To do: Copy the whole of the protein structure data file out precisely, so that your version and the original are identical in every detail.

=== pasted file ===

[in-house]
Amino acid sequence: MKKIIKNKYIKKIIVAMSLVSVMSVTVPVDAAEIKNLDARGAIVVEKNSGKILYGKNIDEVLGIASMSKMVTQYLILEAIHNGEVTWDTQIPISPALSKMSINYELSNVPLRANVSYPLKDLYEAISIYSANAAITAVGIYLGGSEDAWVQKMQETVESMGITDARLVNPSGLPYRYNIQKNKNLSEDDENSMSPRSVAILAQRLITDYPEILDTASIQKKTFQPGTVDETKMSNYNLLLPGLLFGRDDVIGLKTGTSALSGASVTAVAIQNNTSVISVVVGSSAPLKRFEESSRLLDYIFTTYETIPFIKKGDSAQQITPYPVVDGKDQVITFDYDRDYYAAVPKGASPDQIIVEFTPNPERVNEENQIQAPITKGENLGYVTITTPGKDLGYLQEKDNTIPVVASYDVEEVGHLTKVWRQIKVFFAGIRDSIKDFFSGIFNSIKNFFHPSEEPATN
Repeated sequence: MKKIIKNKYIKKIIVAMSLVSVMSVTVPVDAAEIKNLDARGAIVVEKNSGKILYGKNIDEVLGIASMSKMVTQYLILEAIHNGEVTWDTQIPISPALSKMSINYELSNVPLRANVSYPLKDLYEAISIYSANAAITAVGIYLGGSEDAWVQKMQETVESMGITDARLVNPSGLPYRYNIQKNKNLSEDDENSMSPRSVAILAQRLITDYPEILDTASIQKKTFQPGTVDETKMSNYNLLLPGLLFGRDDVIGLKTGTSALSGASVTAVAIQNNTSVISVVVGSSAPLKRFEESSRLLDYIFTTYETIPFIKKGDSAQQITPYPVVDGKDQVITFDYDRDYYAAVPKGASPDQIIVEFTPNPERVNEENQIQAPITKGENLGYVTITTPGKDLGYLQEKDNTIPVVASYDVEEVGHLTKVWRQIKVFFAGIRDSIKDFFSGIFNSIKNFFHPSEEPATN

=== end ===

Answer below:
[in-house]
Amino acid sequence: MKKIIKNKYIKKIIVAMSLVSVMSVTVPVDAAEIKNLDARGAIVVEKNSGKILYGKNIDEVLGIASMSKMVTQYLILEAIHNGEVTWDTQIPISPALSKMSINYELSNVPLRANVSYPLKDLYEAISIYSANAAITAVGIYLGGSEDAWVQKMQETVESMGITDARLVNPSGLPYRYNIQKNKNLSEDDENSMSPRSVAILAQRLITDYPEILDTASIQKKTFQPGTVDETKMSNYNLLLPGLLFGRDDVIGLKTGTSALSGASVTAVAIQNNTSVISVVVGSSAPLKRFEESSRLLDYIFTTYETIPFIKKGDSAQQITPYPVVDGKDQVITFDYDRDYYAAVPKGASPDQIIVEFTPNPERVNEENQIQAPITKGENLGYVTITTPGKDLGYLQEKDNTIPVVASYDVEEVGHLTKVWRQIKVFFAGIRDSIKDFFSGIFNSIKNFFHPSEEPATN
Repeated sequence: MKKIIKNKYIKKIIVAMSLVSVMSVTVPVDAAEIKNLDARGAIVVEKNSGKILYGKNIDEVLGIASMSKMVTQYLILEAIHNGEVTWDTQIPISPALSKMSINYELSNVPLRANVSYPLKDLYEAISIYSANAAITAVGIYLGGSEDAWVQKMQETVESMGITDARLVNPSGLPYRYNIQKNKNLSEDDENSMSPRSVAILAQRLITDYPEILDTASIQKKTFQPGTVDETKMSNYNLLLPGLLFGRDDVIGLKTGTSALSGASVTAVAIQNNTSVISVVVGSSAPLKRFEESSRLLDYIFTTYETIPFIKKGDSAQQITPYPVVDGKDQVITFDYDRDYYAAVPKGASPDQIIVEFTPNPERVNEENQIQAPITKGENLGYVTITTPGKDLGYLQEKDNTIPVVASYDVEEVGHLTKVWRQIKVFFAGIRDSIKDFFSGIFNSIKNFFHPSEEPATN